City knocked a 24 story proposal down to 17 - developer takes that decision to LPAT

News 100 blueBy Pepper Parr

August 11, 2018

BURLINGTON, ON

This one doesn’t come as a surprise.

Reserve Properties is appealing City Council’s approval of an 18 storey building opposite City Hall. The site encompasses the entire block from Brant and James to John St., including Kelly’s Bake Shoppe, two restaurants, a jeweller, and a former furniture store.

Kellys

The two historical properties, what is now Kelly’s Bake Shoppe on the left and the jewelers on the right were to be part of the final development.

Last November, council approved a 24 storey tower on the opposite corner of Brant and James.

The appeal seeks similar consideration.

Mayoralty candidate Marianne Meed Ward said in her newsletter that the 24 storey building is double the allowed heights on one of the assembled lots (12 storeys, due to an earlier Ontario Municipal Board decision), three to four times the allowed amount on the balance of the assembled lots (four to eight storeys) and even higher than the 17 storeys proposed in the new Official Plan (which isn’t yet approved by Halton Region, therefore not in force and effect).

The 17 storey building is two to four times the existing Official Plan (four to eight storeys), and matches the new (unapproved) Official Plan permissions here added Meed Ward.

The applicant had a pre-consultation with staff about the project in December as the new Official Plan for the downtown was being discussed over a series of public committee and council meetings. The application was filed in January. The new Official Plan was adopted 6-1 in April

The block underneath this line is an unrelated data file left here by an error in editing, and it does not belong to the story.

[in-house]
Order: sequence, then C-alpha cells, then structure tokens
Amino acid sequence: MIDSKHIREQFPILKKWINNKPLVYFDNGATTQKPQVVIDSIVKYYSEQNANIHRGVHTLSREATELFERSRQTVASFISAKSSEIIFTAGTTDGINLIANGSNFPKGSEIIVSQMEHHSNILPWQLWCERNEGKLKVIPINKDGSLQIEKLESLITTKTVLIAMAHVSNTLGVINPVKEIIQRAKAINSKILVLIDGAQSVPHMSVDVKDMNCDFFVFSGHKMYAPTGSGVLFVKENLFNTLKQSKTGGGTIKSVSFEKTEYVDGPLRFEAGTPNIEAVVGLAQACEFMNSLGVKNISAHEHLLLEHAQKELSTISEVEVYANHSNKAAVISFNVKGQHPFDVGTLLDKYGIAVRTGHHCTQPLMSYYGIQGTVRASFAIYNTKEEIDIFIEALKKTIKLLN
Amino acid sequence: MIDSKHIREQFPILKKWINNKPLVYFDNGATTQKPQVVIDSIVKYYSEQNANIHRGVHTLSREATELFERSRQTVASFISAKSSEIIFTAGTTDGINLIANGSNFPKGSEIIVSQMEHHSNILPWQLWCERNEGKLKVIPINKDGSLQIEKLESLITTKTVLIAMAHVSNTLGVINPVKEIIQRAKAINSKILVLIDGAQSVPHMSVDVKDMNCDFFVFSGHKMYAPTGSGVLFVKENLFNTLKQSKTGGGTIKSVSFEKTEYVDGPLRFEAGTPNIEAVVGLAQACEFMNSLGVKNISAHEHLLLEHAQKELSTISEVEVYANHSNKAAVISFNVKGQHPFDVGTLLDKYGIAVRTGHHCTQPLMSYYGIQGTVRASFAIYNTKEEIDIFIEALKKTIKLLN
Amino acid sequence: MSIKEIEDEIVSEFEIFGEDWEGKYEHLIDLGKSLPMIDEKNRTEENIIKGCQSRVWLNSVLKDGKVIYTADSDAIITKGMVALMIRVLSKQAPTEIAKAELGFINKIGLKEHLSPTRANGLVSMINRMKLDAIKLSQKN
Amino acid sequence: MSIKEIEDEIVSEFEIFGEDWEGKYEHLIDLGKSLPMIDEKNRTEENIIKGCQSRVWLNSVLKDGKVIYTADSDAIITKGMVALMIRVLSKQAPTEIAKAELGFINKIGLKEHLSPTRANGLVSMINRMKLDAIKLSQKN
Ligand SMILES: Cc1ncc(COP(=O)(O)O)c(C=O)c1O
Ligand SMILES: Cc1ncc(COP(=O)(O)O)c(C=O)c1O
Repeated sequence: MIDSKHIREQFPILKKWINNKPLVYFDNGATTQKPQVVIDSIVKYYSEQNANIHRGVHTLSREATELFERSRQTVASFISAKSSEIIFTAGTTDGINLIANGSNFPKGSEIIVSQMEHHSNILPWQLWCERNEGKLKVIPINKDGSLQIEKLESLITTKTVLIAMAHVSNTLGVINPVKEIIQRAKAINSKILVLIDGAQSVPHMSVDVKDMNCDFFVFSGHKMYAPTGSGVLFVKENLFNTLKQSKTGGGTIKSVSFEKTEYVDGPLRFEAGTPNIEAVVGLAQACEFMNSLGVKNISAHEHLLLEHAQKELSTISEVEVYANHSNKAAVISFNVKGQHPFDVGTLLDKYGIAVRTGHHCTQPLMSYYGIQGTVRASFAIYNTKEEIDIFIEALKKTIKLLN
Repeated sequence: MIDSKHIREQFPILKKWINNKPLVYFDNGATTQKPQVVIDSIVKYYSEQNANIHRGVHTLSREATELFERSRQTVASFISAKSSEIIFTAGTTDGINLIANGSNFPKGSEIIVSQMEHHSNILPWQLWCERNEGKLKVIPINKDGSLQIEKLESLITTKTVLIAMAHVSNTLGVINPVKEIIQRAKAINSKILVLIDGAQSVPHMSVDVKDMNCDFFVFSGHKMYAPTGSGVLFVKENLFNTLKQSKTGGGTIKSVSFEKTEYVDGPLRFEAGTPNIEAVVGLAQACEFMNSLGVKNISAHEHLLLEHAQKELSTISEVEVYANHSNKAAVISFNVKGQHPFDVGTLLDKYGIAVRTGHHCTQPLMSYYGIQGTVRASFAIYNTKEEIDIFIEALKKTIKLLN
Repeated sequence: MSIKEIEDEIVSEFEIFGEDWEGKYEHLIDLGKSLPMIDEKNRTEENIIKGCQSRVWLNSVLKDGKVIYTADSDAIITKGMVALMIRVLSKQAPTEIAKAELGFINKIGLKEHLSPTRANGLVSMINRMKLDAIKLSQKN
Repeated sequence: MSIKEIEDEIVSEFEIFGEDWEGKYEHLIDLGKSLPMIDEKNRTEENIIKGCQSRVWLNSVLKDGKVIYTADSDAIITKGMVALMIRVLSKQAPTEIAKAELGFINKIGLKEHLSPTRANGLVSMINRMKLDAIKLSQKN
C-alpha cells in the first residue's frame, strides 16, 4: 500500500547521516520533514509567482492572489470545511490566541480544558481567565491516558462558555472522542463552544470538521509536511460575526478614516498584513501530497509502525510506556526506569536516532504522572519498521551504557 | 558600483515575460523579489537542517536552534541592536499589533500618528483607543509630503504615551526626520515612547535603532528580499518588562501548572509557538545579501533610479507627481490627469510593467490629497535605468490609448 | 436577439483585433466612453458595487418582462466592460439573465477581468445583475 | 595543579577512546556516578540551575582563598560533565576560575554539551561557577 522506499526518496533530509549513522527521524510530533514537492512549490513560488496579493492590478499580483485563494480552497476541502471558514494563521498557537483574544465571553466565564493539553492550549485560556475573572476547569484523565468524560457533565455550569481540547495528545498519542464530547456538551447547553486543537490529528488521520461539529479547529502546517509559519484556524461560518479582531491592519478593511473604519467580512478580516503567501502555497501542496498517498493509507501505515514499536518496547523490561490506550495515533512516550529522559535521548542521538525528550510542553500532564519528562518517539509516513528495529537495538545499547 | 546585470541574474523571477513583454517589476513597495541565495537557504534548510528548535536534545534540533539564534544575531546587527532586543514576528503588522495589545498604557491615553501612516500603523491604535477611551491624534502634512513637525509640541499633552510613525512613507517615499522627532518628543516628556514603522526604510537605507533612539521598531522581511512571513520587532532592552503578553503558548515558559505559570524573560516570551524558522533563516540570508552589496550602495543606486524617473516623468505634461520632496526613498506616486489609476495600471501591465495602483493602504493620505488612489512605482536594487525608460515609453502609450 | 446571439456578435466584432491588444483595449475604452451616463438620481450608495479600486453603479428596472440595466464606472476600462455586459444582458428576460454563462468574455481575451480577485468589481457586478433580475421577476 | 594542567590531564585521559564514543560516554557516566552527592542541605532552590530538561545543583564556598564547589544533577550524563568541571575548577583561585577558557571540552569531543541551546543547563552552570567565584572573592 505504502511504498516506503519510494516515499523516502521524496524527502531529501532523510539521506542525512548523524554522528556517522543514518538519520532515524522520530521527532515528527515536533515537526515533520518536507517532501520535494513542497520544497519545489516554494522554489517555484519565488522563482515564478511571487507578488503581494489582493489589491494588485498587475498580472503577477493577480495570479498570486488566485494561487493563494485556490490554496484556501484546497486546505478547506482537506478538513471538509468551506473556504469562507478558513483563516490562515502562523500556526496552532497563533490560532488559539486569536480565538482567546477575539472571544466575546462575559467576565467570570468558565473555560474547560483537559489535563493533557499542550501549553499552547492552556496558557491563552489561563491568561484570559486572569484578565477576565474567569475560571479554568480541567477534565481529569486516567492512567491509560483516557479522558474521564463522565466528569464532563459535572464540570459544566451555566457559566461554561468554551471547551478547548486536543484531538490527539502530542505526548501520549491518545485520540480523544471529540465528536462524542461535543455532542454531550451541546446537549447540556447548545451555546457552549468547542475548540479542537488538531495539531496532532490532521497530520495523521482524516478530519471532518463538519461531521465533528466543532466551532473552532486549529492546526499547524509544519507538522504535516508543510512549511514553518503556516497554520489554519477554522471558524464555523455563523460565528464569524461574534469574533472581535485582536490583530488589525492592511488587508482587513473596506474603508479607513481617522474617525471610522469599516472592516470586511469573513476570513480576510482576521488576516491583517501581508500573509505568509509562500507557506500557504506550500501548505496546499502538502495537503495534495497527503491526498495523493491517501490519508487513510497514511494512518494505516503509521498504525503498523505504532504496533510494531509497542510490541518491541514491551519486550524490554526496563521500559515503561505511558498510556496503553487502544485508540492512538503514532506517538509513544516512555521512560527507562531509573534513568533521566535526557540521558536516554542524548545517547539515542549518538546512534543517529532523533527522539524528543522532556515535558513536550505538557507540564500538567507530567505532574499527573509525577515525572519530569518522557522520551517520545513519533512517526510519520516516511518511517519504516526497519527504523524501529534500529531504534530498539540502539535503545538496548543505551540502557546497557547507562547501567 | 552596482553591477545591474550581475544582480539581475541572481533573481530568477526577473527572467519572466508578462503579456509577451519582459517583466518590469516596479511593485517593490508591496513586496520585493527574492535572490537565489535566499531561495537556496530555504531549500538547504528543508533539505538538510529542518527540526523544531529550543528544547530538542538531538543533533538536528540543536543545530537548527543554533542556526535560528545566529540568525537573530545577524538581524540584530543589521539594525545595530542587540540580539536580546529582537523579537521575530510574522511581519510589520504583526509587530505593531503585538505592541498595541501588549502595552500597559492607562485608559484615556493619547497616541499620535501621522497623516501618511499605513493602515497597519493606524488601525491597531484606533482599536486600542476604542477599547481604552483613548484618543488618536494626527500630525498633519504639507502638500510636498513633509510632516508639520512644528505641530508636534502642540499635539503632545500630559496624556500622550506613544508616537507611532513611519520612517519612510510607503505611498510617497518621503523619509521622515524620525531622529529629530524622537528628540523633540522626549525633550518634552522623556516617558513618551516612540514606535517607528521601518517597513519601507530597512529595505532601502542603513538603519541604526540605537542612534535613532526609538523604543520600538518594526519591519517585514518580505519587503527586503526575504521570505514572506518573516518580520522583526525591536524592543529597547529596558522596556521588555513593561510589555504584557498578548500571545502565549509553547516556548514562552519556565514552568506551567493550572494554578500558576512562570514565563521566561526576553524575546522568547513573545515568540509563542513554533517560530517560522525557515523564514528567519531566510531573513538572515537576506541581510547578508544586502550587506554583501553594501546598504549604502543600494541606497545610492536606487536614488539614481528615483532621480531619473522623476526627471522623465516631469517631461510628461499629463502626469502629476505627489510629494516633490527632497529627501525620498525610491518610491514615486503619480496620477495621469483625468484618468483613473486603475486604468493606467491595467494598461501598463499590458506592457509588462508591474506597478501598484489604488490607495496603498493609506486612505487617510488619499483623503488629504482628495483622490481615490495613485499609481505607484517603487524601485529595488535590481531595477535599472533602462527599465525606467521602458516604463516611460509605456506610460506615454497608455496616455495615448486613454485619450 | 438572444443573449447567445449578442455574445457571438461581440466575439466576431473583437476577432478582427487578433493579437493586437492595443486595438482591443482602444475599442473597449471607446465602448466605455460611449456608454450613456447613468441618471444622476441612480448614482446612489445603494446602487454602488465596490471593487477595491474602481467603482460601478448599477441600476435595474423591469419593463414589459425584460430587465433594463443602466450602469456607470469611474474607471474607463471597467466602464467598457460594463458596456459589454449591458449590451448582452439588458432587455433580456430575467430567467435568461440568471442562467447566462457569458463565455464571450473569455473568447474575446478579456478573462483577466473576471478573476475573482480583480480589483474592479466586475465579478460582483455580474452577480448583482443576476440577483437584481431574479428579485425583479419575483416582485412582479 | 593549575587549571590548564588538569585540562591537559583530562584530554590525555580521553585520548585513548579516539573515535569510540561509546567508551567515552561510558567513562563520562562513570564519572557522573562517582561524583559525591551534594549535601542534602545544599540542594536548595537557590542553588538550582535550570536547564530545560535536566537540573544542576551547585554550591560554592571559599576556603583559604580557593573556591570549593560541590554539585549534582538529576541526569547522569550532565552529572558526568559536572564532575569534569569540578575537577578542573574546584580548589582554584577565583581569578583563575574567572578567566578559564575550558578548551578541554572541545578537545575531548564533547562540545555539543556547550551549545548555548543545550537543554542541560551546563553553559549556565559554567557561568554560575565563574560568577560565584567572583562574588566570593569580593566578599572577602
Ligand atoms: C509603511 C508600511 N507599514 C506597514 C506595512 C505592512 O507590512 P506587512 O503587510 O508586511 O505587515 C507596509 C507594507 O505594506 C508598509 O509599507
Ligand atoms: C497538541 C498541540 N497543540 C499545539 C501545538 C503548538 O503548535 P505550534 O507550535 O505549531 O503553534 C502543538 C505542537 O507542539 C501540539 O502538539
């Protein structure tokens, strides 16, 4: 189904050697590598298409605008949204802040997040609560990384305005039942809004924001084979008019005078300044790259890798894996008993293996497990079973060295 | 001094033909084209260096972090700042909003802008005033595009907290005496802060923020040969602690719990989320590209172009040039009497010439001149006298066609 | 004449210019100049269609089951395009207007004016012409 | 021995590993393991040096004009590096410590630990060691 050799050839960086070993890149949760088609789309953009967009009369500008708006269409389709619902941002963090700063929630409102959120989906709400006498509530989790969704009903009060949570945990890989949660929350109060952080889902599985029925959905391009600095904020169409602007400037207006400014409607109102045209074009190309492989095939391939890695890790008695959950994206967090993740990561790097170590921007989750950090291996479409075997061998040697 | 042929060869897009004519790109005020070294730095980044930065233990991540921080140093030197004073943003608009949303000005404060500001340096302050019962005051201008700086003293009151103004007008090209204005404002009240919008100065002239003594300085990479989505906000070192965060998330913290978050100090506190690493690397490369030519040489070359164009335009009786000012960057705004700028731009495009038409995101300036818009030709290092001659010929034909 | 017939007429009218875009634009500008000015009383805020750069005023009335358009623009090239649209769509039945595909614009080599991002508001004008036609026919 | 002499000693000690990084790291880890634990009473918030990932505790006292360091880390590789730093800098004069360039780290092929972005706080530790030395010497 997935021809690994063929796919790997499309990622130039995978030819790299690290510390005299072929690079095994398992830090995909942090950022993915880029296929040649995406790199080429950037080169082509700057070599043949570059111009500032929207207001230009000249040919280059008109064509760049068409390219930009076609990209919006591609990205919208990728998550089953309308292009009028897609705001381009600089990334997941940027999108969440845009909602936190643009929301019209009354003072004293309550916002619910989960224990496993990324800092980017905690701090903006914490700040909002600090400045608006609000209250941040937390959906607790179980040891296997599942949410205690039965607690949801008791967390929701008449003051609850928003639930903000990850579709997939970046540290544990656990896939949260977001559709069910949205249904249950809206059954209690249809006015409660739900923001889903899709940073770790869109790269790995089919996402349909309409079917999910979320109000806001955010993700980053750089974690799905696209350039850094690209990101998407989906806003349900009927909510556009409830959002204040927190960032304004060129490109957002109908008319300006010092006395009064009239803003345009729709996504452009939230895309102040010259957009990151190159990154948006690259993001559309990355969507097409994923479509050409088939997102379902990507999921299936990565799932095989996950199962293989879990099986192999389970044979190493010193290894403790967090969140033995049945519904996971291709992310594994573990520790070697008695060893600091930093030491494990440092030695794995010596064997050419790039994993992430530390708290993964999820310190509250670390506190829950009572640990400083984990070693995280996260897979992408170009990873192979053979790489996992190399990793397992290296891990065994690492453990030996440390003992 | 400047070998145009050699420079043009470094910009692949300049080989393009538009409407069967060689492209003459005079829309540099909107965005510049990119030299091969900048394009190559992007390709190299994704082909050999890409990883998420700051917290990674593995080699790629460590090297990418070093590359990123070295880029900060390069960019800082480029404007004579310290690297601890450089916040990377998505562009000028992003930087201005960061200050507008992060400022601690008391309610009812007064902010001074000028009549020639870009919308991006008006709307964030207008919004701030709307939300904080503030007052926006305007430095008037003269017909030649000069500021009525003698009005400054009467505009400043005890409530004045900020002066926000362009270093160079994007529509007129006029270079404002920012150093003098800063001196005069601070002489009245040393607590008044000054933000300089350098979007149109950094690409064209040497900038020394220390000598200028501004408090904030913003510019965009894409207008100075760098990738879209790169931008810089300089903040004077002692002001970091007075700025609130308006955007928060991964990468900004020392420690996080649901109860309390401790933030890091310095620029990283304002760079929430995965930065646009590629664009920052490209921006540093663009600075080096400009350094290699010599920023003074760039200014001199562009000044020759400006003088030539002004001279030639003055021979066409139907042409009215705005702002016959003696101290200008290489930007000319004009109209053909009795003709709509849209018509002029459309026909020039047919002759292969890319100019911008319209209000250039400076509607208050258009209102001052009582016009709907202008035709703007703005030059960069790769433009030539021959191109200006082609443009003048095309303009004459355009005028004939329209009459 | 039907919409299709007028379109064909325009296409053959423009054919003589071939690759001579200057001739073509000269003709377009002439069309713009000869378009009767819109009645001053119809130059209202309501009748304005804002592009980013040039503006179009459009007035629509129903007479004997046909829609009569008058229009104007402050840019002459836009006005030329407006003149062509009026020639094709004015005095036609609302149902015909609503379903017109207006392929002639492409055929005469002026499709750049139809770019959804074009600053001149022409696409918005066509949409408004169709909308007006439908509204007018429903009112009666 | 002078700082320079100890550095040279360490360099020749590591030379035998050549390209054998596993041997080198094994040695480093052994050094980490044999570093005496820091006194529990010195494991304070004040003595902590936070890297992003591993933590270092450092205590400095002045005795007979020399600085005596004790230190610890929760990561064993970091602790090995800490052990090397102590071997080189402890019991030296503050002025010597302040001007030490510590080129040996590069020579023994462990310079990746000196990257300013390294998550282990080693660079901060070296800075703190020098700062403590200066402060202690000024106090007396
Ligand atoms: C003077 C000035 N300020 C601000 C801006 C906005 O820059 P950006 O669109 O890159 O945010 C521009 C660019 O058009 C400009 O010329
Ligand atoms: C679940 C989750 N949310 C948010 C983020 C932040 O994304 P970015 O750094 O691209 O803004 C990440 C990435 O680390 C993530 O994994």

Meed Ward maintains that “City council opened the door for this appeal when it approved the 24 storey building across the street. It is not surprising that the developer is seeking the same treatment for the other side of the street.”

Looking north from Queens Head

Revenue Properties took the council decision to the Land Planning Appeal Tribunal

Meed Ward, who did not vote for either tower, she said she would have supported projects in keeping with the existing Official Plan for low to mid-rise here, which is appropriate and accommodates growth while being respectful of the character and infrastructure downtown.

Reserve Properties begins a process that starts with a meeting to determine if the appeal Reserve Properties wants to make has merit.

Meed Ward argues that the height and density of both towers are excessive for Brant Street and that there is a reduction of overall commercial space by almost 70%

The towers will fundamentally alter the small-town feel and historic, low to mid rise character of this stretch of Brant Street.

The Delta Hotel will give the city some first class convention space that could radically change the way the city is seen by the small corporate convention community. Add the Performing Arts Centre to the portfolio and the city has a good offering. Now to put a team in place that could work with the Delta Hotel organization.. We don't have that in place today.